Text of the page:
Tunisia to raise taxes, lay off 3,000 public sector workers

Tunisia will raise VAT and other taxes and lay off about 3,000 public sector workers next year in a bid to cut the budget deficit, an economic adviser to the prime minister said on Monday.

 Tunisia will also seek to raise 7.4 billion Tunisian dinars ($3 billion) from foreign loans including 1.4 billion dinars from the sale of bonds, Ridha Saidi told Reuters, without giving a timeframe.

Tunisia has been praised for its democratic progress since its 2011 uprising against autocrat Zine El-Abidine Ben Ali, but successive governments have failed to push through potentially painful reforms to trim deficits and create growth.

“We aim to reduce the budget deficit and we have a package of reforms including raising the VAT by 1 pct … We aim to lay off about 3,000 employees in the public sector voluntarily next year,” Saidi said.

Excerpts from the 2018 budget, approved by the cabinet last week and posted online on Monday, suggested the government would also impose taxes on cars, alcohol, phone calls, hotel accommodation and other items.

Governments have balked at raising taxes, conscious of widespread concerns about the cost of living, especially in southern and central regions that were the heartland of the 2011 uprising.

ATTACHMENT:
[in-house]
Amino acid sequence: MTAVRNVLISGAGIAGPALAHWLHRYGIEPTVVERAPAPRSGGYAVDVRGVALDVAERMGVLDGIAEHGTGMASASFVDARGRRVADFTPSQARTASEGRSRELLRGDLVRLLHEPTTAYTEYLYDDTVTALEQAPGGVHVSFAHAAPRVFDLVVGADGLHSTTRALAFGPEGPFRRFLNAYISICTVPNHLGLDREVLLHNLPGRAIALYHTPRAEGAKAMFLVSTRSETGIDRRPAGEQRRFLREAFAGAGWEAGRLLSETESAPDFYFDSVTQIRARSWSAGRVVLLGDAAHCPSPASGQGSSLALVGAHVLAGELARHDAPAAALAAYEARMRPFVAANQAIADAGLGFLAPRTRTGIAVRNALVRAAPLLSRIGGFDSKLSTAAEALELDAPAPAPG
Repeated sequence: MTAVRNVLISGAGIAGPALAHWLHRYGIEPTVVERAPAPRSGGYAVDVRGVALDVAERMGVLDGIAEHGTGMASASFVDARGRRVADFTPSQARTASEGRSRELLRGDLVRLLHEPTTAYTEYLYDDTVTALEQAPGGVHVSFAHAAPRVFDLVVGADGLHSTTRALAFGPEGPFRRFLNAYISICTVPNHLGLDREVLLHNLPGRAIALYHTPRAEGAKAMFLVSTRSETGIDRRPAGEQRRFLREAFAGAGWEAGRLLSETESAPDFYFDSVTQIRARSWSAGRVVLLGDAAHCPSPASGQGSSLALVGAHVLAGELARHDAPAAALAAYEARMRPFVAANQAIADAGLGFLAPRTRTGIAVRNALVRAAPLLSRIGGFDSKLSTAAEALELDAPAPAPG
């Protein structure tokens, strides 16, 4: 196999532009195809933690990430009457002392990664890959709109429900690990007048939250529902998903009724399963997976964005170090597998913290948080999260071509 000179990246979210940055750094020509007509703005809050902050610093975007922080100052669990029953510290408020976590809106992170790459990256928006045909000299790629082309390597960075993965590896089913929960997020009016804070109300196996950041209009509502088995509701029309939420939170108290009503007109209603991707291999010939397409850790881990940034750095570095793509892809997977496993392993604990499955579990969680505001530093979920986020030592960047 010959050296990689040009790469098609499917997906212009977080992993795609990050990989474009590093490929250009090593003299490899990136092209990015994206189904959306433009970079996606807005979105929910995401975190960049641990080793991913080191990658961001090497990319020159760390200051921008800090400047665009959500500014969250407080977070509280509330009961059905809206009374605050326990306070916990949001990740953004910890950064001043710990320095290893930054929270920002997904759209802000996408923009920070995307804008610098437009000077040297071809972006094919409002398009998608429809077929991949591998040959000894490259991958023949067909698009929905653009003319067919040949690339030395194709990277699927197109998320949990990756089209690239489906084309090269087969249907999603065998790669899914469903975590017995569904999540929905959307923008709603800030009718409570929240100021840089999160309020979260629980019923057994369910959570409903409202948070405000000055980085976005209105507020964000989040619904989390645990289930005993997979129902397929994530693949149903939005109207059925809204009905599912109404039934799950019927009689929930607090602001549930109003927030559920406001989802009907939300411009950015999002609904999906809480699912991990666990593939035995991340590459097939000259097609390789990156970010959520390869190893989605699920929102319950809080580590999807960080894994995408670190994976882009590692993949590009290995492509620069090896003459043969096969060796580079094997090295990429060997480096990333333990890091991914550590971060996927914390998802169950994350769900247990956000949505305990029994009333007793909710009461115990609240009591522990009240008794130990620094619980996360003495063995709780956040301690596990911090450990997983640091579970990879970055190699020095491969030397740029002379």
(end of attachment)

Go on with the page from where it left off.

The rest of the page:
In April, the IMF agreed to release a delayed $320 million tranche of Tunisia’s $2.8 billion in loans, on condition that it raise tax revenue, reducing the public wage bill and cut popular energy subsidies.

The cuts come under a plan to get the budget deficit down to 4.9 percent of gross domestic product in 2018, from about 6 percent expected in 2017. Tunisia also seeks to raise GDP growth to about 3 percent next year against 2.3 percent this year.

Some of the measures would help Tunisia narrow its trade deficit which widened 23 percent year on year in the first nine months to 11.480 billion dinars, a record level, the statistics office said last week.

 “We will raise some customs taxes on some products imported from abroad, such as cosmetics and some agricultural products to cut the trade deficit,” Saidi said.

The government is also looking into raising the retirement age but is still negotiating with the unions about the details, Saidi added.

In 2018, the foreign debt to be paid by Tunisia is about 8 billion dinars, down from 7 billion dinars in 2017, he said.


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